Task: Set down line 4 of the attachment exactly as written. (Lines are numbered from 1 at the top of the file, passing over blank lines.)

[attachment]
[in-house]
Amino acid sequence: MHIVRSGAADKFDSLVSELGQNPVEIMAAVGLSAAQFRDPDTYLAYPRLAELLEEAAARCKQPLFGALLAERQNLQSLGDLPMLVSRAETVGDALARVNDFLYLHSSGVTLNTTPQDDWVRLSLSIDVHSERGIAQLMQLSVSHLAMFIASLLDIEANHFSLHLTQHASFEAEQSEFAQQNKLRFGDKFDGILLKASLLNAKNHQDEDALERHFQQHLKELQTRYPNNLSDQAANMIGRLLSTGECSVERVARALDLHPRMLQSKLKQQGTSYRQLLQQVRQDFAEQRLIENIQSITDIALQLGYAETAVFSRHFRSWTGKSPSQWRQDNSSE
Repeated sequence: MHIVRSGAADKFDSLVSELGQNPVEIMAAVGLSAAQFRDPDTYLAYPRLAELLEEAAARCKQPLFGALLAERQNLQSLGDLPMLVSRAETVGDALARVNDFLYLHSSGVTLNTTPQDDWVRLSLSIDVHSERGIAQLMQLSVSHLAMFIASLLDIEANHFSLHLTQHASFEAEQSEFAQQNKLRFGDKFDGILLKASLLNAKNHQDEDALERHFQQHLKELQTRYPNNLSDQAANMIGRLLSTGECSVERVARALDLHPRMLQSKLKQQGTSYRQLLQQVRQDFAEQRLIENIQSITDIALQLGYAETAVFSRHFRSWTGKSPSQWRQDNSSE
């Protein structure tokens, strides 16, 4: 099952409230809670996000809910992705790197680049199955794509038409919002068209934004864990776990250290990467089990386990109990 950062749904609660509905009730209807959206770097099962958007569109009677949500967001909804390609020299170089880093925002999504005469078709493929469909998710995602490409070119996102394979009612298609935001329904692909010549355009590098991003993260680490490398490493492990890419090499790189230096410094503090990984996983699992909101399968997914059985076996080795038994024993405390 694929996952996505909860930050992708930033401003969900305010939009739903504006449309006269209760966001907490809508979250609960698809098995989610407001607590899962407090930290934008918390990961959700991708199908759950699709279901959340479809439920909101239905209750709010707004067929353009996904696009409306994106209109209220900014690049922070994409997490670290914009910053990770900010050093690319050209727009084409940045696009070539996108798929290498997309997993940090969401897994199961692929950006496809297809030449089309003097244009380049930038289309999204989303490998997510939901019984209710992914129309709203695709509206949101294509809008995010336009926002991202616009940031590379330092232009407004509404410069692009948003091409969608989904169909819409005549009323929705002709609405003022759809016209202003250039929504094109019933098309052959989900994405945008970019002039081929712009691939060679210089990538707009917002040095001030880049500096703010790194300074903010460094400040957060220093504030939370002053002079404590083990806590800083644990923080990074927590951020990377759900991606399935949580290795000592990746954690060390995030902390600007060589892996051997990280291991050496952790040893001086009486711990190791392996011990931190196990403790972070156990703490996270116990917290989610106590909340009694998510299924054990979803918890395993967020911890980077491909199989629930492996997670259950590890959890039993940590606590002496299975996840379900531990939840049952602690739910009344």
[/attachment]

């Protein structure tokens, strides 16, 4: 099952409230809670996000809910992705790197680049199955794509038409919002068209934004864990776990250290990467089990386990109990 950062749904609660509905009730209807959206770097099962958007569109009677949500967001909804390609020299170089880093925002999504005469078709493929469909998710995602490409070119996102394979009612298609935001329904692909010549355009590098991003993260680490490398490493492990890419090499790189230096410094503090990984996983699992909101399968997914059985076996080795038994024993405390 694929996952996505909860930050992708930033401003969900305010939009739903504006449309006269209760966001907490809508979250609960698809098995989610407001607590899962407090930290934008918390990961959700991708199908759950699709279901959340479809439920909101239905209750709010707004067929353009996904696009409306994106209109209220900014690049922070994409997490670290914009910053990770900010050093690319050209727009084409940045696009070539996108798929290498997309997993940090969401897994199961692929950006496809297809030449089309003097244009380049930038289309999204989303490998997510939901019984209710992914129309709203695709509206949101294509809008995010336009926002991202616009940031590379330092232009407004509404410069692009948003091409969608989904169909819409005549009323929705002709609405003022759809016209202003250039929504094109019933098309052959989900994405945008970019002039081929712009691939060679210089990538707009917002040095001030880049500096703010790194300074903010460094400040957060220093504030939370002053002079404590083990806590800083644990923080990074927590951020990377759900991606399935949580290795000592990746954690060390995030902390600007060589892996051997990280291991050496952790040893001086009486711990190791392996011990931190196990403790972070156990703490996270116990917290989610106590909340009694998510299924054990979803918890395993967020911890980077491909199989629930492996997670259950590890959890039993940590606590002496299975996840379900531990939840049952602690739910009344």